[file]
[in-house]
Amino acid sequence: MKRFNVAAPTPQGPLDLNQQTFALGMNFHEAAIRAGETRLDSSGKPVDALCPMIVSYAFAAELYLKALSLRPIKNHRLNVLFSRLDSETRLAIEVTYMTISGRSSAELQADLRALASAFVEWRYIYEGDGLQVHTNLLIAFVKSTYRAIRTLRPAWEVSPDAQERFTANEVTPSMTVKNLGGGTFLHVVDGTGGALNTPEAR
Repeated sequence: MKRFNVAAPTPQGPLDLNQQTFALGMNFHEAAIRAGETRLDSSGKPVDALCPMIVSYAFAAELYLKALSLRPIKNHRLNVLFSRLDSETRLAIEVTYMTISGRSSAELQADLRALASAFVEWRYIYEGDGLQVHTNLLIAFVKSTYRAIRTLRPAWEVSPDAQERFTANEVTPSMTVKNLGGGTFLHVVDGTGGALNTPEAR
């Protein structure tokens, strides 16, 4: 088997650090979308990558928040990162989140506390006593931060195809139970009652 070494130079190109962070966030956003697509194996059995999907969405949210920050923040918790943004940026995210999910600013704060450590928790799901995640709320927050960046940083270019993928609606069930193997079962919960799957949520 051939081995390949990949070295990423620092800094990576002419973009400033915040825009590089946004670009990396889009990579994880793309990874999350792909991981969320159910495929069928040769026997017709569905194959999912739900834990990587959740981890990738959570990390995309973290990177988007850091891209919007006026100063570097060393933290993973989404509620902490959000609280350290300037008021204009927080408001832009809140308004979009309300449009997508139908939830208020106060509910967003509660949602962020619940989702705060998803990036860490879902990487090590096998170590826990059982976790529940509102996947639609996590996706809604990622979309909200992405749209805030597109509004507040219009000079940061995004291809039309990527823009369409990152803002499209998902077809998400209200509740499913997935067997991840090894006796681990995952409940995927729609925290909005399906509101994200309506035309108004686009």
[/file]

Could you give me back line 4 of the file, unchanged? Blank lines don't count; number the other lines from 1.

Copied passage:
């Protein structure tokens, strides 16, 4: 088997650090979308990558928040990162989140506390006593931060195809139970009652 070494130079190109962070966030956003697509194996059995999907969405949210920050923040918790943004940026995210999910600013704060450590928790799901995640709320927050960046940083270019993928609606069930193997079962919960799957949520 051939081995390949990949070295990423620092800094990576002419973009400033915040825009590089946004670009990396889009990579994880793309990874999350792909991981969320159910495929069928040769026997017709569905194959999912739900834990990587959740981890990738959570990390995309973290990177988007850091891209919007006026100063570097060393933290993973989404509620902490959000609280350290300037008021204009927080408001832009809140308004979009309300449009997508139908939830208020106060509910967003509660949602962020619940989702705060998803990036860490879902990487090590096998170590826990059982976790529940509102996947639609996590996706809604990622979309909200992405749209805030597109509004507040219009000079940061995004291809039309990527823009369409990152803002499209998902077809998400209200509740499913997935067997991840090894006796681990995952409940995927729609925290909005399906509101994200309506035309108004686009």